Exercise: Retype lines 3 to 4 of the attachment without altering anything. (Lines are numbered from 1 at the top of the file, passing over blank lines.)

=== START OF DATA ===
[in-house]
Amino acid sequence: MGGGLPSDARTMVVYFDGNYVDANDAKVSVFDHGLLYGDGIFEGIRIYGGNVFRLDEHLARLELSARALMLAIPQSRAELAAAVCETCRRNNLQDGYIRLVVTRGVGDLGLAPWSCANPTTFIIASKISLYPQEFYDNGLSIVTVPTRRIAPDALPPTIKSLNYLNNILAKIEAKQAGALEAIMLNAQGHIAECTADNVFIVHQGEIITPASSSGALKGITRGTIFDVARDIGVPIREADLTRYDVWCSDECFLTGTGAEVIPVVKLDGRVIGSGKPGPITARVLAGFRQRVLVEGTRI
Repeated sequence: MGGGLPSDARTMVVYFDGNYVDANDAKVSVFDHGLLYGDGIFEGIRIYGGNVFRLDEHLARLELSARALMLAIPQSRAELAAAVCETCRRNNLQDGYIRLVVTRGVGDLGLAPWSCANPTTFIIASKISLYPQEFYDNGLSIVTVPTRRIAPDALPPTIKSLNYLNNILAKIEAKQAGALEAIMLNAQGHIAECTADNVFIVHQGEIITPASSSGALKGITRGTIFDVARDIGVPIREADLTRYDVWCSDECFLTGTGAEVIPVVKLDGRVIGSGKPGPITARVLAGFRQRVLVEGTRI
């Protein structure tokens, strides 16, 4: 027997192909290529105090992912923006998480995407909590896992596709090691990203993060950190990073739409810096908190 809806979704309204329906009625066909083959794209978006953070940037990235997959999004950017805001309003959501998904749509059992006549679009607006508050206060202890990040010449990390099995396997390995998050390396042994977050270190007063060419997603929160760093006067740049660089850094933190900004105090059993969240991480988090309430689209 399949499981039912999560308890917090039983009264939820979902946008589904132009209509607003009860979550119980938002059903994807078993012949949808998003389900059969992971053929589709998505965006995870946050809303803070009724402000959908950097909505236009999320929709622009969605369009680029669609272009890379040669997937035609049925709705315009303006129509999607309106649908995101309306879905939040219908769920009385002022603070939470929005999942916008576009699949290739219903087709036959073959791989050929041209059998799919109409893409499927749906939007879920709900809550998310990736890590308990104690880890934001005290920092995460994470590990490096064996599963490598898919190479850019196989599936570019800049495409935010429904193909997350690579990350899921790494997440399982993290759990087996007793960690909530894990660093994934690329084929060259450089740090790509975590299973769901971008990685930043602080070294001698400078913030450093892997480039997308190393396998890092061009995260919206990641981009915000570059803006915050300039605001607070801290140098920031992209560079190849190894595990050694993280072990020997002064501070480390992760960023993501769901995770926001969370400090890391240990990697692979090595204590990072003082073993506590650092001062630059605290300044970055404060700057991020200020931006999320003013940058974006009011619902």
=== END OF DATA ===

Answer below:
Repeated sequence: MGGGLPSDARTMVVYFDGNYVDANDAKVSVFDHGLLYGDGIFEGIRIYGGNVFRLDEHLARLELSARALMLAIPQSRAELAAAVCETCRRNNLQDGYIRLVVTRGVGDLGLAPWSCANPTTFIIASKISLYPQEFYDNGLSIVTVPTRRIAPDALPPTIKSLNYLNNILAKIEAKQAGALEAIMLNAQGHIAECTADNVFIVHQGEIITPASSSGALKGITRGTIFDVARDIGVPIREADLTRYDVWCSDECFLTGTGAEVIPVVKLDGRVIGSGKPGPITARVLAGFRQRVLVEGTRI
């Protein structure tokens, strides 16, 4: 027997192909290529105090992912923006998480995407909590896992596709090691990203993060950190990073739409810096908190 809806979704309204329906009625066909083959794209978006953070940037990235997959999004950017805001309003959501998904749509059992006549679009607006508050206060202890990040010449990390099995396997390995998050390396042994977050270190007063060419997603929160760093006067740049660089850094933190900004105090059993969240991480988090309430689209 399949499981039912999560308890917090039983009264939820979902946008589904132009209509607003009860979550119980938002059903994807078993012949949808998003389900059969992971053929589709998505965006995870946050809303803070009724402000959908950097909505236009999320929709622009969605369009680029669609272009890379040669997937035609049925709705315009303006129509999607309106649908995101309306879905939040219908769920009385002022603070939470929005999942916008576009699949290739219903087709036959073959791989050929041209059998799919109409893409499927749906939007879920709900809550998310990736890590308990104690880890934001005290920092995460994470590990490096064996599963490598898919190479850019196989599936570019800049495409935010429904193909997350690579990350899921790494997440399982993290759990087996007793960690909530894990660093994934690329084929060259450089740090790509975590299973769901971008990685930043602080070294001698400078913030450093892997480039997308190393396998890092061009995260919206990641981009915000570059803006915050300039605001607070801290140098920031992209560079190849190894595990050694993280072990020997002064501070480390992760960023993501769901995770926001969370400090890391240990990697692979090595204590990072003082073993506590650092001062630059605290300044970055404060700057991020200020931006999320003013940058974006009011619902």